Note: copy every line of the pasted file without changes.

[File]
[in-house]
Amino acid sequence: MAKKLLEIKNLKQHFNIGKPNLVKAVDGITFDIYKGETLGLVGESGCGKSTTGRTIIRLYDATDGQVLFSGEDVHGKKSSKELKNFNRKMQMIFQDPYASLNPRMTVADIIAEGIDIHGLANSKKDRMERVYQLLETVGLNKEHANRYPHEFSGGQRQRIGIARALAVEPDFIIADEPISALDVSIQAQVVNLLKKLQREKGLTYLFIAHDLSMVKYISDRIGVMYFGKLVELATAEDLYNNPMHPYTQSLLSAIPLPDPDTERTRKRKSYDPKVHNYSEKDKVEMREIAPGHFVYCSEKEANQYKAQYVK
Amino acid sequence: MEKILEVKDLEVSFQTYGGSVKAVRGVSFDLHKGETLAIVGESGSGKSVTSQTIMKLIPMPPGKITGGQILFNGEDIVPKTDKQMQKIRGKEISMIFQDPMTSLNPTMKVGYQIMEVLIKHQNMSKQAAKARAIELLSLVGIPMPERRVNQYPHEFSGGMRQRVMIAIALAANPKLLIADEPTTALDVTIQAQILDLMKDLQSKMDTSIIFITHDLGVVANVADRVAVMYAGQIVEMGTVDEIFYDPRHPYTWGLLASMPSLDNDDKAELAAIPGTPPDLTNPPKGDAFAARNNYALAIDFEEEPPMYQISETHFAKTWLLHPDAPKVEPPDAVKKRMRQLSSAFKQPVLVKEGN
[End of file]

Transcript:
[in-house]
Amino acid sequence: MAKKLLEIKNLKQHFNIGKPNLVKAVDGITFDIYKGETLGLVGESGCGKSTTGRTIIRLYDATDGQVLFSGEDVHGKKSSKELKNFNRKMQMIFQDPYASLNPRMTVADIIAEGIDIHGLANSKKDRMERVYQLLETVGLNKEHANRYPHEFSGGQRQRIGIARALAVEPDFIIADEPISALDVSIQAQVVNLLKKLQREKGLTYLFIAHDLSMVKYISDRIGVMYFGKLVELATAEDLYNNPMHPYTQSLLSAIPLPDPDTERTRKRKSYDPKVHNYSEKDKVEMREIAPGHFVYCSEKEANQYKAQYVK
Amino acid sequence: MEKILEVKDLEVSFQTYGGSVKAVRGVSFDLHKGETLAIVGESGSGKSVTSQTIMKLIPMPPGKITGGQILFNGEDIVPKTDKQMQKIRGKEISMIFQDPMTSLNPTMKVGYQIMEVLIKHQNMSKQAAKARAIELLSLVGIPMPERRVNQYPHEFSGGMRQRVMIAIALAANPKLLIADEPTTALDVTIQAQILDLMKDLQSKMDTSIIFITHDLGVVANVADRVAVMYAGQIVEMGTVDEIFYDPRHPYTWGLLASMPSLDNDDKAELAAIPGTPPDLTNPPKGDAFAARNNYALAIDFEEEPPMYQISETHFAKTWLLHPDAPKVEPPDAVKKRMRQLSSAFKQPVLVKEGN